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Rebel

Charles Deslondes, a Haitian slave who led the 1811 German Coast Uprising to New Orleans

Charles Deslondes, a Haitian slave who led the 1811 German Coast Uprising to New Orleans

Charles Deslondes was a Haitian slave who led the 1811 German Coast Uprising on January 8 along the Mississippi River. He compiled a group between 200-500 slaves and Maroons and marched from the sugar plantations on the German Coast (Mississippi River) to the City of New Orleans.

The slave, mostly armed with cane knives, burned five plantations, sugar cane mills and crops. Members of the uprising were caught and killed by firing squad or hanging. Their heads were cut off and placed on poles along the river in order to frighten and intimidate the other slaves, this display of heads placed on spikes stretched over 60 miles.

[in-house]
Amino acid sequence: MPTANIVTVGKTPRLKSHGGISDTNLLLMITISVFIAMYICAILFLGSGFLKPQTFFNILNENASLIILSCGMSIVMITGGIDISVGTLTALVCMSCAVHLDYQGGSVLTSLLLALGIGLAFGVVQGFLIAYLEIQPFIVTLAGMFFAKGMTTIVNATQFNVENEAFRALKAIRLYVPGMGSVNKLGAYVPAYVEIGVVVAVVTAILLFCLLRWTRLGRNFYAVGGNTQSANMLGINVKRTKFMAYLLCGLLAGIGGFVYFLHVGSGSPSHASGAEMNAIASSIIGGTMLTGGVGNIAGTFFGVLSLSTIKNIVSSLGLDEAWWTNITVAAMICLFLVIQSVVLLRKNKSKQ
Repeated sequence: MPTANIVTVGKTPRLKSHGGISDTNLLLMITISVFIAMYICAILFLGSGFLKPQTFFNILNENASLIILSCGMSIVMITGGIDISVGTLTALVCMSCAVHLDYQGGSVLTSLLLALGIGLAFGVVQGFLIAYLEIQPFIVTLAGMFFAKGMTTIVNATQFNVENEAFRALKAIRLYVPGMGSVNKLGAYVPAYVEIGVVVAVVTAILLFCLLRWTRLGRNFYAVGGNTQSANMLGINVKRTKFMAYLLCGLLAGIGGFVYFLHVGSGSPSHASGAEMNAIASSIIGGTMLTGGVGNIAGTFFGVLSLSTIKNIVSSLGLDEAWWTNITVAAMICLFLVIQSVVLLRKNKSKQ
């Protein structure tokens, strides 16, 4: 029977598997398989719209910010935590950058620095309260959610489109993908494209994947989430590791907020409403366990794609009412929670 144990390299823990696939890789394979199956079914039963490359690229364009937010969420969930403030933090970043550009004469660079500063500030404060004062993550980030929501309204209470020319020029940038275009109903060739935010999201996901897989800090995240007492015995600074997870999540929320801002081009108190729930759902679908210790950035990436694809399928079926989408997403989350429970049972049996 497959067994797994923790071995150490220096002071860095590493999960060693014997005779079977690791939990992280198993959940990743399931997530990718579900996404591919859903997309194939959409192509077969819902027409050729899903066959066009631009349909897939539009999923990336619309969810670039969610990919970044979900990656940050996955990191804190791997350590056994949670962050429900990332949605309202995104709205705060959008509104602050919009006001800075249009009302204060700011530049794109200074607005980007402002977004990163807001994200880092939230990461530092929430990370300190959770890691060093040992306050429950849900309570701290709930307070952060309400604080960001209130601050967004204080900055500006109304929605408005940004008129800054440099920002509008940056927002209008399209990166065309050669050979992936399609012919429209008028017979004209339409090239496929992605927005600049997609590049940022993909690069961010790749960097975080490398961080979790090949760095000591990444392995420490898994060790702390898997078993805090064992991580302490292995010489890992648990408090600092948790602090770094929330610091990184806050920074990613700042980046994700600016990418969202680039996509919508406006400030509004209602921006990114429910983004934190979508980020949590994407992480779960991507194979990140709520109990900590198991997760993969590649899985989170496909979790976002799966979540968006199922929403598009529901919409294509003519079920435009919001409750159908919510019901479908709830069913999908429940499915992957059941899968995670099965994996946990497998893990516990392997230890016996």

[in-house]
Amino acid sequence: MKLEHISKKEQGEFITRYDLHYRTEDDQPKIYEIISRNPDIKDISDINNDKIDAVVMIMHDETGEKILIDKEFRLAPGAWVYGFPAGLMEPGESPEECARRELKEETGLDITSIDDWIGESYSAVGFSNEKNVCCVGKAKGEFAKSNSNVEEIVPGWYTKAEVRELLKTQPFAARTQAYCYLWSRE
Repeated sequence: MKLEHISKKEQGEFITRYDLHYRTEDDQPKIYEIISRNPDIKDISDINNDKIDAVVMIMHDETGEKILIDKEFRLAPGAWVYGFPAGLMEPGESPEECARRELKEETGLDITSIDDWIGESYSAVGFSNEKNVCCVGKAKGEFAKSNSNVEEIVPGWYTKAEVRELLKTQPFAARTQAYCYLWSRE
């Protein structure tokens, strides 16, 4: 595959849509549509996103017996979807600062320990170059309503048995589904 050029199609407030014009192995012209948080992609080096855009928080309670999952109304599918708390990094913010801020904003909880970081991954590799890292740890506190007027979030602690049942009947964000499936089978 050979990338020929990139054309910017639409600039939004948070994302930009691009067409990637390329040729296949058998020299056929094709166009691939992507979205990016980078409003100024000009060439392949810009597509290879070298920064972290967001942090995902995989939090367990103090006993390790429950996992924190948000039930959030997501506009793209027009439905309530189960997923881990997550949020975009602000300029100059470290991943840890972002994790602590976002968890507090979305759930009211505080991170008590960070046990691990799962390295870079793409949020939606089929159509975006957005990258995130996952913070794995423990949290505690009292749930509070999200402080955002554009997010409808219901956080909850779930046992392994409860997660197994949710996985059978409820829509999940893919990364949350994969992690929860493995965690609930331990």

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Rebel Marcel Numa and Louis Drouin executed by Francois Duvalier Duvalier

Rebel Marcel Numa and Louis Drouin executed by Francois Duvalier Duvalier

The execution of Rebels Marcel Numa and Louis Drouin by the forces of Francois Duvalier regime. This was an event that probably marked many people who were living in Haiti in 1964. Children were released from school all over the country to come and watch this horrifying act, the execution of Rebel Marcel Numa and Louis Drouin by a firing squade.

On November 12, 1964, Francois 'Papa Doc' Duvalier commanded the execution of rebels Louis Drouin and Marcel Numa, the final two members of the ill-fated group which had been campaigning against him. By then, the other resistance members had been killed during combat. That day, offices of the government closed their blinds while students were pulled from schools to witness as the two men were tied to posts made of pine, read their last rites, and shot by firing squad.

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